Rob Sturdy: Help me read my Bible! Part II: Four tips from John Calvin on study of Scripture

20 12 2011

One of the chief benefits of training for ministry at Wycliffe Hall in Oxford, England, was the Hall’s absolute commitment to intense Biblical studies. Not only did we benefit from some very fine tutors, but we also benefited from an excellent library containing the most well respected Bible commentators in the world past and present. This gave me a hunger for Biblical scholarship, one which I’ve

continued to pursue in the ordained ministry.  My office is slowly becoming filled with the commentaries from the same Bible scholars I read at Oxford and I continue to enjoy their insights. When preparing for a sermon, I pull down the relevant commentaries and stack them beginning with the most technical and gradually work my way through till I wind up with the most pastorally applicable. Of all the commentaries I read during this process, none do I look forward to more than the commentaries of the reformer from Geneva, John Calvin (who does disappoint but only on rare occasions). Many times I have found modern scholars, with all the advancements in archaeological, linguistic and sociological research, have little to add to the insights of John Calvin writing 500 years before them. And of course rarely is Calvin’s intense pastoral concern to apply Biblical truth to the souls of his congregation matched by any modern evangelical authors. So let us turn to this great man and see what gems we might mine from his extensive collection of writings to apply to our reading of the Bible.

1)  Approach the Scriptures with the Right Goal in Mind
People pick up the Bible for many reasons.  Some people read it to increase their learning, some people read it for moral guidance, some people read it for self-improvement, time tried wisdom, or simply for comfort.  While each of these is good, Calvin would want the chief end of our reading of Scripture to be about knowing God.  In the Institutes he writes that the Scriptures were given to the Church “as a surer and more direct means of discovering himself” (Institutes 1.6.1).  A few lines later he clarifies his statement by saying

“It was necessary, in passing from death unto life, that they should know God, not only as a Creator, but as a Redeemer also; and both kinds of knowledge they certainly did obtain from the Word. In point of order, however, the knowledge first given was that which made them acquainted with the God by whom the world was made and is governed. To this first knowledge was afterwards added the more intimate knowledge which alone quickens dead souls, and by which God is known not only as the Creator of the worlds and the sole author and disposer of all events, but also as a Redeemer, in the person of the Mediator” (Institutes 1.6.1)

The “first knowledge” that Calvin here refers to is that knowledge of God revealed in creation (Rom 1.20).  But that personal, intimate, saving knowledge of God where he is known as savior and mediator is only given in the Scriptures and this is their chief end and unifying theme from beginning to end.  When we approach the Scriptures, Calvin would have us consider what they have to say about God first, and more specifically what they have to say about God as redeemer.  Only after this do we move onto personal application.

2)  Pray before you open your Bible
Calvin believed that you could open up the Bible, read it, comprehend it, and yet fail to apply any of its life saving benefits to your soul.  As long as we read the Bible through human effort alone, we would undoubtedly fail to read it rightly.  Only with the aid of the Holy Spirit, authenticating the truths of the Scriptures on our hearts, will we be able to read the Bible in a spiritually edifying way.  Calvin writes:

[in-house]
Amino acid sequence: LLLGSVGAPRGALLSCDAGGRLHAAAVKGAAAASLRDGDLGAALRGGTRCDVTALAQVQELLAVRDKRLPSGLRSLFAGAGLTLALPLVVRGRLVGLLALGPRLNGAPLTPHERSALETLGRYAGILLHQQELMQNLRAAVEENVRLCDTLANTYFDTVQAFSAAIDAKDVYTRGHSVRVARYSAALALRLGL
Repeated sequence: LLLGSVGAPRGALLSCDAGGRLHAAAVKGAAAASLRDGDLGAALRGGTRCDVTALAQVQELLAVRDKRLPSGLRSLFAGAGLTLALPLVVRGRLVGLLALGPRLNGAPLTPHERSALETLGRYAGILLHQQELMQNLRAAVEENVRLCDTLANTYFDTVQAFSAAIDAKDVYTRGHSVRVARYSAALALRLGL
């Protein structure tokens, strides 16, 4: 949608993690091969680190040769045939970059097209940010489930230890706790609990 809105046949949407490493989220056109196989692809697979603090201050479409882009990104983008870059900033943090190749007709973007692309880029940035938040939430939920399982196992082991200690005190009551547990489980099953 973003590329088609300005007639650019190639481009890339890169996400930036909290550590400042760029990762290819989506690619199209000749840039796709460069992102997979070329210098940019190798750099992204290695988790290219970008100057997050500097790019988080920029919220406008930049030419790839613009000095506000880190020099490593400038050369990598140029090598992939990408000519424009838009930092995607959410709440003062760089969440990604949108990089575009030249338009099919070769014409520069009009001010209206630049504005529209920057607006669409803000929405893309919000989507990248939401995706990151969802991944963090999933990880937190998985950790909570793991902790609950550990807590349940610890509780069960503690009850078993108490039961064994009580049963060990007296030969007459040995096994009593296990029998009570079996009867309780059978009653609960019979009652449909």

For as God alone can properly bear witness to his own words, so these words will not obtain full credit in the hearts of men, until they are sealed by the inward testimony of the Spirit. The same Spirit, therefore, who spoke by the mouth of the prophets, must penetrate our hearts, in order to convince us that they faithfully delivered the message with which they were divinely entrusted. (Institutes 1.7.4).

Before we open the Scriptures, perhaps we might pray with John Calvin: “Father, send your Holy Spirit to penetrate my heart, and seal the truths of your Word on the deepest, most hidden parts of my soul.”

3)  Make every effort to understand the Author’s intentions
It is clear from reading his commentaries that Calvin took great pains to understand the original intention of the Author. While all interpretation is “reader response” to some extent, Calvin would not have been of the mind that the reader’s opinion was important, he wanted to know what the author’s opinion was.  He employed commentaries, linguistic study guides, and histories to better comprehend the author’s language, cultural setting, and intent.  In his dedication to his commentary on 1 Corinthians he writes:

I am confident that I have secured- that it will furnish no ordinary assistance for thoroughly understanding Paul’s mind.  (Calvins Commentaries Vol 10, pg 34)

How might we apply this?  We might start by disregarding our cultural fascination with what we think and believe and seek to understand what the author thought and believed and intended to convey.  Secondly, we might see what helps are available in pursuing this goal.  Understanding the culture of the author, his background and historical setting are often a great help.  The best tool for this is a good set of commentaries.  You could buy John Calvin’s complete set for $200 here. Or a good contemporary set is the Bible Speaks Today series that can be purchased here on CD rom for $65.  For most lay people, a set of commentaries is simply far too great of a commitment (both in time and money) and thus not a realistic choice.  If this is true, then I would recommend the ESV Study Bible.  It comes as close as I think you can come to a full set of commentaries handily available in one compact volume.  Finally, a warning against one volume commentaries such as this one.  Even though the scholars involved in that particular project are complete all-stars, I have found one volume commentaries to be singularly unhelpful.  If you’re going to go the one volume route, get an ESV Study Bible.